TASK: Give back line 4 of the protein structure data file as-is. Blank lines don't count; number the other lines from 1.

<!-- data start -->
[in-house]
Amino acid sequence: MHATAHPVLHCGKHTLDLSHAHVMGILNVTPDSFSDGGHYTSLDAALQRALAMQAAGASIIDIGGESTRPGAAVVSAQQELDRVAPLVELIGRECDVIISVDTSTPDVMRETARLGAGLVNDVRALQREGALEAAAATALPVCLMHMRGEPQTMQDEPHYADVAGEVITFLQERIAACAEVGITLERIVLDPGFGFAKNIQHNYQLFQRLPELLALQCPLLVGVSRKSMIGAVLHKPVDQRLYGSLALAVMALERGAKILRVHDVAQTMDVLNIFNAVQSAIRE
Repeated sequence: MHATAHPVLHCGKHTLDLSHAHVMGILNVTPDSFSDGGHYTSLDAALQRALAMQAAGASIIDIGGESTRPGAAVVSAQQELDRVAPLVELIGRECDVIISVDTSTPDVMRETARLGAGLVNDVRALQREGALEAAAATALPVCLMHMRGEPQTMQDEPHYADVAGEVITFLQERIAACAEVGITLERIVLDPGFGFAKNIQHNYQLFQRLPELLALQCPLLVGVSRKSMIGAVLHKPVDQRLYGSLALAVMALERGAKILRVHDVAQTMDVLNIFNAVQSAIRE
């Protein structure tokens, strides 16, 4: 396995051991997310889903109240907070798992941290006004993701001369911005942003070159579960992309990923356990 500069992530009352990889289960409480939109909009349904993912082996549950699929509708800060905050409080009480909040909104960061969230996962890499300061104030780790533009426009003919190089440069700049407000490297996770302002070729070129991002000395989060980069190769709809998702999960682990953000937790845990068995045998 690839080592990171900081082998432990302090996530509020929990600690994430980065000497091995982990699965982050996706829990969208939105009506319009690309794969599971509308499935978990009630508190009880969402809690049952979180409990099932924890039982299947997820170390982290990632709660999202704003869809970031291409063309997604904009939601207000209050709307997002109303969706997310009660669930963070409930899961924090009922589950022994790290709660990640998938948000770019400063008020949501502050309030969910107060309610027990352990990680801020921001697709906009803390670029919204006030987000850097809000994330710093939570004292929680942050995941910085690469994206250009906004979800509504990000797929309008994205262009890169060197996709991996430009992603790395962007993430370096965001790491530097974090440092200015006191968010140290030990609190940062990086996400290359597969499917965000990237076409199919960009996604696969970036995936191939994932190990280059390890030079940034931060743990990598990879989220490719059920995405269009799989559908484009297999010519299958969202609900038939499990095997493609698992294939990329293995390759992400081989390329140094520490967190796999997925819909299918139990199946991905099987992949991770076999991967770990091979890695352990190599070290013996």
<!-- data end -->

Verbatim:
């Protein structure tokens, strides 16, 4: 396995051991997310889903109240907070798992941290006004993701001369911005942003070159579960992309990923356990 500069992530009352990889289960409480939109909009349904993912082996549950699929509708800060905050409080009480909040909104960061969230996962890499300061104030780790533009426009003919190089440069700049407000490297996770302002070729070129991002000395989060980069190769709809998702999960682990953000937790845990068995045998 690839080592990171900081082998432990302090996530509020929990600690994430980065000497091995982990699965982050996706829990969208939105009506319009690309794969599971509308499935978990009630508190009880969402809690049952979180409990099932924890039982299947997820170390982290990632709660999202704003869809970031291409063309997604904009939601207000209050709307997002109303969706997310009660669930963070409930899961924090009922589950022994790290709660990640998938948000770019400063008020949501502050309030969910107060309610027990352990990680801020921001697709906009803390670029919204006030987000850097809000994330710093939570004292929680942050995941910085690469994206250009906004979800509504990000797929309008994205262009890169060197996709991996430009992603790395962007993430370096965001790491530097974090440092200015006191968010140290030990609190940062990086996400290359597969499917965000990237076409199919960009996604696969970036995936191939994932190990280059390890030079940034931060743990990598990879989220490719059920995405269009799989559908484009297999010519299958969202609900038939499990095997493609698992294939990329293995390759992400081989390329140094520490967190796999997925819909299918139990199946991905099987992949991770076999991967770990091979890695352990190599070290013996």